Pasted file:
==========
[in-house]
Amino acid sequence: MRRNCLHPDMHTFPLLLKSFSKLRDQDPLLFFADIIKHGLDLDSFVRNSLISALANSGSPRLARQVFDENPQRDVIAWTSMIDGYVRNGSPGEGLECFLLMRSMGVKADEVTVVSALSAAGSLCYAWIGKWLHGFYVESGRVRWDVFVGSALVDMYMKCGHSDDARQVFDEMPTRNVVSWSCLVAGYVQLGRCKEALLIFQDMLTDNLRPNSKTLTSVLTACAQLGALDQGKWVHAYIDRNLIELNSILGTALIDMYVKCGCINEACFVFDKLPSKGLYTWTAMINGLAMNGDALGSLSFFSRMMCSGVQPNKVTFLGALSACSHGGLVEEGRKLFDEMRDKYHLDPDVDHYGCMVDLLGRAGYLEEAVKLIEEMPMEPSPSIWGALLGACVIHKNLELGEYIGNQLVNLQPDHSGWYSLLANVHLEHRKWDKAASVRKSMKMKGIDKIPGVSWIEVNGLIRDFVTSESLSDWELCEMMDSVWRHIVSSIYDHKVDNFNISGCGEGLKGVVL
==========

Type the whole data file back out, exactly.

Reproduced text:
[in-house]
Amino acid sequence: MRRNCLHPDMHTFPLLLKSFSKLRDQDPLLFFADIIKHGLDLDSFVRNSLISALANSGSPRLARQVFDENPQRDVIAWTSMIDGYVRNGSPGEGLECFLLMRSMGVKADEVTVVSALSAAGSLCYAWIGKWLHGFYVESGRVRWDVFVGSALVDMYMKCGHSDDARQVFDEMPTRNVVSWSCLVAGYVQLGRCKEALLIFQDMLTDNLRPNSKTLTSVLTACAQLGALDQGKWVHAYIDRNLIELNSILGTALIDMYVKCGCINEACFVFDKLPSKGLYTWTAMINGLAMNGDALGSLSFFSRMMCSGVQPNKVTFLGALSACSHGGLVEEGRKLFDEMRDKYHLDPDVDHYGCMVDLLGRAGYLEEAVKLIEEMPMEPSPSIWGALLGACVIHKNLELGEYIGNQLVNLQPDHSGWYSLLANVHLEHRKWDKAASVRKSMKMKGIDKIPGVSWIEVNGLIRDFVTSESLSDWELCEMMDSVWRHIVSSIYDHKVDNFNISGCGEGLKGVVL